Jerry Jewell

Attorney General of Arkansas — Opinion
Opinion Delivered June 24, 1991

WINSTON BRYANT, Attorney General

The Honorable Jerry Jewell State Senator 721 East 21st Street Little Rock, AR 72206

Dear Senator Jewell:

This is in response to your request for an opinion on whether a school district can unilaterally increase the number of installments in which the teacher’s annual compensation will be paid. You ask us to assume for purposes of your inquiry that the teacher has an existing contract for the 1990-91 school year on a form prescribed by the State Board of Education (see A.C.A. §6-13-620 (3) (Supp. 1989)), and that the contract provides in part:

COMPENSATION FOR SERVICES: Annual compensation for this contract is $24,000 to be paid in 12

We are to further assume that the teacher has not received any notice of non-renewal, that it is now beyond May 1 of the contract year, and that no new contract has been signed.

It is my opinion that a school district in all likelihood lacks the authority to unilaterally increase the number of installments in which the teacher’s salary will be paid.

As you note in your request, the Teacher Fair Dismissal Act of 1983, which is codified at A.C.A. § 6-17-1501 to -1510 (1987
Supp. 1989), states in part under § 6-17-1506(a) with regard to contract renewal that:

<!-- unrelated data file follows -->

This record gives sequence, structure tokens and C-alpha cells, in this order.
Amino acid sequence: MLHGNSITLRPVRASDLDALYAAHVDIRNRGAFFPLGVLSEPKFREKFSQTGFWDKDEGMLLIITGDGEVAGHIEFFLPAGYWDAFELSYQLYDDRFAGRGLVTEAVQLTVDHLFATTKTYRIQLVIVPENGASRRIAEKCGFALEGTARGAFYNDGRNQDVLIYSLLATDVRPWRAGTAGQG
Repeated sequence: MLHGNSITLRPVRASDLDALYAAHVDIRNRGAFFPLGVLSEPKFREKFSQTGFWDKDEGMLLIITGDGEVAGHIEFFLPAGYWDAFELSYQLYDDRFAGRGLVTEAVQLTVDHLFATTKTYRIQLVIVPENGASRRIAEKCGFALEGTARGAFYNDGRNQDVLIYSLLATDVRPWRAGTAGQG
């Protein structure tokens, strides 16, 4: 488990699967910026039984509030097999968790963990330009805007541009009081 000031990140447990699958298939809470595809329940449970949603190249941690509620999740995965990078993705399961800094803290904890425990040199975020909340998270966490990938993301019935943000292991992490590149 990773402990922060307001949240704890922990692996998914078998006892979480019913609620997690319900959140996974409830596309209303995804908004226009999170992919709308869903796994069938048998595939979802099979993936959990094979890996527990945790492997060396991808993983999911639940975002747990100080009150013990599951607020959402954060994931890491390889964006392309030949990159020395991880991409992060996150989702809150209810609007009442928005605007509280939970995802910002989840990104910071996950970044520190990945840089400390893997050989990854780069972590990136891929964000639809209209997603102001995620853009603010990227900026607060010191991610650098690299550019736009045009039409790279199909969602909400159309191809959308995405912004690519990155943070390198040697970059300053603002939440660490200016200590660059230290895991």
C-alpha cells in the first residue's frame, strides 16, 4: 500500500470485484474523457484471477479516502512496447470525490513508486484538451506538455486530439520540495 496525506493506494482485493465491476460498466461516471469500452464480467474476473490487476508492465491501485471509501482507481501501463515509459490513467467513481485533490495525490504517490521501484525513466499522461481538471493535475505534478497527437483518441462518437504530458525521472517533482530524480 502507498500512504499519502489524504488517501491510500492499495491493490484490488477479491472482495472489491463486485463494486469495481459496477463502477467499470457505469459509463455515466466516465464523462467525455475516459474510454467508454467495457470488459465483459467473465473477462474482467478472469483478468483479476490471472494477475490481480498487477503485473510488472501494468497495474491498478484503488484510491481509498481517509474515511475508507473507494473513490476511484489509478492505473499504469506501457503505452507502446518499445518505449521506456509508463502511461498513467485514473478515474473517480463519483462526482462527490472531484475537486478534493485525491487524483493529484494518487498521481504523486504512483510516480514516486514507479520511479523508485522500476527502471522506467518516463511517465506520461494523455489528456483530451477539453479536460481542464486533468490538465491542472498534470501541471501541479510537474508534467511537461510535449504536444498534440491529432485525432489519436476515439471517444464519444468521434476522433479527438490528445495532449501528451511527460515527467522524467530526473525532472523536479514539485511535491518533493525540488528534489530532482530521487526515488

[e]very contract of employment made between a teacher and the board of directors of a school district shall be renewed in writing on the same terms and for the same salary, unless increased or decreased by law, for the next school year succeeding the date of termination fixed therein, which renewal may be made by an endorsement on the existing contract instrument, unless by May 1 of the contract year, the teacher is notified by the school superintendant that the superintendant is recommending that the teacher’s contract not be renewed or, . . . unless such contract is superseded by another contract between the parties.

Although we have found no cases directly on point, in my opinion one might successfully contend that the number of installments in which the teacher’s annual salary will be paid constitutes a “term” of the contract for purposes of’ 6-17-1506. It seems clear that under the circumstances outlined in your request, the district may not alter this term of the contract.[1]

The foregoing opinion, which I hereby approve, was prepared by Deputy Attorney General Elisabeth A. Walker.


WINSTON BRYANT Attorney General


[1] Whether or not the district and the teacher could agree to increase the number of installments may present a separate issue. Because you have not posed that question, we will not endeavor to address it at this time.